1. This version replaces that issued 1999-09-21.
2. Capital Assets are tangible assets that are purchased, constructed, developed or otherwise acquired and:
3. For the government, capital assets have the following characteristics:
4. For government accounting purposes, capital assets generally include any asset which has been acquired, constructed or developed with the intention of being used on a continuous basis and is not intended for sale in the ordinary course of business. Capital assets also include betterments. Betterments are expenditures relating to the alteration or modernization of an asset that appreciably prolong the item's period of usefulness or improve its functionality. Departments shall treat as a capital asset any asset that, in addition to meeting the above conditions, has a useful life in excess of one year and a per item cost of greater than $10,000. Departments may establish a lower threshold than $10,000.
5. Departments may establish a lower and/or varying lower threshold for different asset classes but these must be consistent from year to year. Lower thresholds may be necessary to ensure all material capital assets are included in a department's financial statements. The threshold limit and any changes in the limit must be reported as a note to the financial statements. Departments are encouraged to capitalize all land regardless of its cost.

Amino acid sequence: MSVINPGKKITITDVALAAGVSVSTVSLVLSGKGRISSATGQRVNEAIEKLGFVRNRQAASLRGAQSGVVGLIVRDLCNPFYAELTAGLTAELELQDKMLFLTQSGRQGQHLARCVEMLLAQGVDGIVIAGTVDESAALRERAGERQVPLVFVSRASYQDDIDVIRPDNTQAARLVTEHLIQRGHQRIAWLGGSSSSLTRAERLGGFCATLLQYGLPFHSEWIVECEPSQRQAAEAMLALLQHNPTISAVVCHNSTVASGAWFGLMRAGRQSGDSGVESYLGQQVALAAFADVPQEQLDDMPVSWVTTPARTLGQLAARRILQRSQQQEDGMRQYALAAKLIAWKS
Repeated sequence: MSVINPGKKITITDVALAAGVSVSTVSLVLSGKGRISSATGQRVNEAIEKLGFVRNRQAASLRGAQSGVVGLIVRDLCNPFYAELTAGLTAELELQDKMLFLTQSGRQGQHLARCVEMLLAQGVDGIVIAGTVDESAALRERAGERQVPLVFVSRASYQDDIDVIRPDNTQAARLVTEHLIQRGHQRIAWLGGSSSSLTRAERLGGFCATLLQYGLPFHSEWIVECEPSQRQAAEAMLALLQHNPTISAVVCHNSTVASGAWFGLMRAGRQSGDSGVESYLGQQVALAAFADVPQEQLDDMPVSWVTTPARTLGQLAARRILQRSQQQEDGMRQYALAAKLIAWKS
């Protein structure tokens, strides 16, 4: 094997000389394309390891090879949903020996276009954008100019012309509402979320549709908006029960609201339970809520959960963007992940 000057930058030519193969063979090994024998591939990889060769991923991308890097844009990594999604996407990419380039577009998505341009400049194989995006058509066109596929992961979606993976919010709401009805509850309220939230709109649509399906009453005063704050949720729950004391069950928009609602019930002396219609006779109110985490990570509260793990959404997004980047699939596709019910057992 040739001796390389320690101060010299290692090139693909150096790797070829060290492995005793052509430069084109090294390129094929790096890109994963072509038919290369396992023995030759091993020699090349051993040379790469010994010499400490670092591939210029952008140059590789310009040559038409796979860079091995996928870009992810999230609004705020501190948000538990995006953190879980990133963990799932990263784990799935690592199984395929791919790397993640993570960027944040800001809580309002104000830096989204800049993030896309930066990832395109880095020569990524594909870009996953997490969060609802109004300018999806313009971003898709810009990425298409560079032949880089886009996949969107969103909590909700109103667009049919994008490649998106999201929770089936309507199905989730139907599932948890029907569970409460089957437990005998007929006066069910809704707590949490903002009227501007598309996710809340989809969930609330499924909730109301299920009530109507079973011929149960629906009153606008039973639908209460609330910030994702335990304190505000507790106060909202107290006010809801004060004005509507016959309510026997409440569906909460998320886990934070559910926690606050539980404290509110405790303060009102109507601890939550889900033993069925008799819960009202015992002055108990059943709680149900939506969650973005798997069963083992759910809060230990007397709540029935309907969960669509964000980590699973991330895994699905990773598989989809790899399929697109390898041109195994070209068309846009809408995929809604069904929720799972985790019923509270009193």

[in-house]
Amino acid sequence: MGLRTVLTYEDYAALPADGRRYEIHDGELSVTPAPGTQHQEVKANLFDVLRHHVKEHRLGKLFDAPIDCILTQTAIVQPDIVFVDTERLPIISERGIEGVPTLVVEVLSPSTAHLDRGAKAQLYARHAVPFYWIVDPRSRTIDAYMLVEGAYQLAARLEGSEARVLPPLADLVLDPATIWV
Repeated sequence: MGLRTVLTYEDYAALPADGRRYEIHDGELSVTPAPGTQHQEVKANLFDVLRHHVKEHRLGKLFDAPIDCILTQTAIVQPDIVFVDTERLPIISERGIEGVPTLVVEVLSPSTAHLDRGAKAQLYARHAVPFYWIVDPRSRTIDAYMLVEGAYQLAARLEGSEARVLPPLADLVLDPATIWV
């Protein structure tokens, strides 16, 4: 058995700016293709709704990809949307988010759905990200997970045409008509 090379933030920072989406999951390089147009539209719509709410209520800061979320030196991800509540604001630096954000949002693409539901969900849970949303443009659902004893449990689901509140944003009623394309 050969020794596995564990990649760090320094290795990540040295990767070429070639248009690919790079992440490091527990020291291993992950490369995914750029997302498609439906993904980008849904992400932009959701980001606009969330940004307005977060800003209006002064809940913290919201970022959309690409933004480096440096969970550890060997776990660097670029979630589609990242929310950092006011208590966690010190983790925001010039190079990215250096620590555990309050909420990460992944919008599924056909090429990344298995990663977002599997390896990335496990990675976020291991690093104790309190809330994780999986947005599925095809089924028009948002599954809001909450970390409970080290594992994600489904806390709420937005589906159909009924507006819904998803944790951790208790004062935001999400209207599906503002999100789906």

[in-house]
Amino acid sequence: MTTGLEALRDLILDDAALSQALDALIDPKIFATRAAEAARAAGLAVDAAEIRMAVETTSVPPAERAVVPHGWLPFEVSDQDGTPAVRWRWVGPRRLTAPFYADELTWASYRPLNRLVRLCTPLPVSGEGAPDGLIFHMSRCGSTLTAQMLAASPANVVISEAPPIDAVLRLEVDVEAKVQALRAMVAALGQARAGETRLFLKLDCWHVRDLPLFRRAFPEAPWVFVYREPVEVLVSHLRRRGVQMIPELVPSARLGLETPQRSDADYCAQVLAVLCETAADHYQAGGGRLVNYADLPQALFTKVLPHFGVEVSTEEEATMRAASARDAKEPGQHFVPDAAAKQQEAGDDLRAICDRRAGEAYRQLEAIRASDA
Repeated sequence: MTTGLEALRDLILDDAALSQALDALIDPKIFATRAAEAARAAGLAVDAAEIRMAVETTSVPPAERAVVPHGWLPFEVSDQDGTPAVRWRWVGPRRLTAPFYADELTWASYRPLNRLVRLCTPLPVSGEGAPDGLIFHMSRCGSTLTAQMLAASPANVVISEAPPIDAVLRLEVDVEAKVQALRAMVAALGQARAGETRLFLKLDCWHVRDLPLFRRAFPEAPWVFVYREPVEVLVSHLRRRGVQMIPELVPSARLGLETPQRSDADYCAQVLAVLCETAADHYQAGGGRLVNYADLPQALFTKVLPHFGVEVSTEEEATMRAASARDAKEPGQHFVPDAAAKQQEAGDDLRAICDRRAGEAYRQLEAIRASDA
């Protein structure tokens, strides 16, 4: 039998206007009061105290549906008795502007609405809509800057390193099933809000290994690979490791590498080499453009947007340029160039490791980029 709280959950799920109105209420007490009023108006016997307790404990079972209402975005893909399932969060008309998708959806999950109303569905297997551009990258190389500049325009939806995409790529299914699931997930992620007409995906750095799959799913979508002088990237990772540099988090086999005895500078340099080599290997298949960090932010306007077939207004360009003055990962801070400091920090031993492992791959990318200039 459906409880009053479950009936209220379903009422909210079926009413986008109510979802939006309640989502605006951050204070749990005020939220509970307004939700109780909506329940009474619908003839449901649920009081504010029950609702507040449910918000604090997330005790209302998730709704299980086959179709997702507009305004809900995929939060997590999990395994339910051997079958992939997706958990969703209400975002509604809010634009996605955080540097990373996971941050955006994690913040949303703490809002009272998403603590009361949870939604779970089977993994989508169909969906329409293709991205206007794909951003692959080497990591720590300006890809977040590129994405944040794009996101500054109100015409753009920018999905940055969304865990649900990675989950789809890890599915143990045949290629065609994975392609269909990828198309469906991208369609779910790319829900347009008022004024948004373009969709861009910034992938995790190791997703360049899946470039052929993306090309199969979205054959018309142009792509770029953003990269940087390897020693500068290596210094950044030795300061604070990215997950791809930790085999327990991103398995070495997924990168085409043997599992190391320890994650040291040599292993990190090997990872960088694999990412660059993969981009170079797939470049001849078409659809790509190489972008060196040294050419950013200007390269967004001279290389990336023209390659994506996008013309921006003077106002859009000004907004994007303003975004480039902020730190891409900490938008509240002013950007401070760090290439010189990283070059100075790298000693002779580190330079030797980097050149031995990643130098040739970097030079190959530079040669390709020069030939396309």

6. For further clarification, capital assets:
7. Certain items such as tools, furniture and desktop computers might be below the capitalization threshold individually but are typically purchased or held in large quantities so as to represent significant expenditures overall. In such cases, departments may capitalize all items acquired in a given asset class or pool and amortize the pool over a pre-determined amortization period.
8. Goods and Services Tax (GST) and Harmonized Sales Tax (HST) shall be accounted for as described in the "Policy on the Application of the Goods and Services Tax and the Harmonized Sales Tax in the Departments and Agencies of the Government of Canada" and shall not be capitalized.
9. Interest expense related to financing costs incurred during the time an asset is under construction will not be capitalized.
10. Spare parts, acquired as part of the same procurement as the original capital asset, may be considered integral to the acquisition of the asset and form part of the total cost of the capital asset. However, departments may instead choose to account for these separately.
11. Refer to TBAS 1.2 Departmental and Agency Financial Statements for the required note disclosure for capital assets.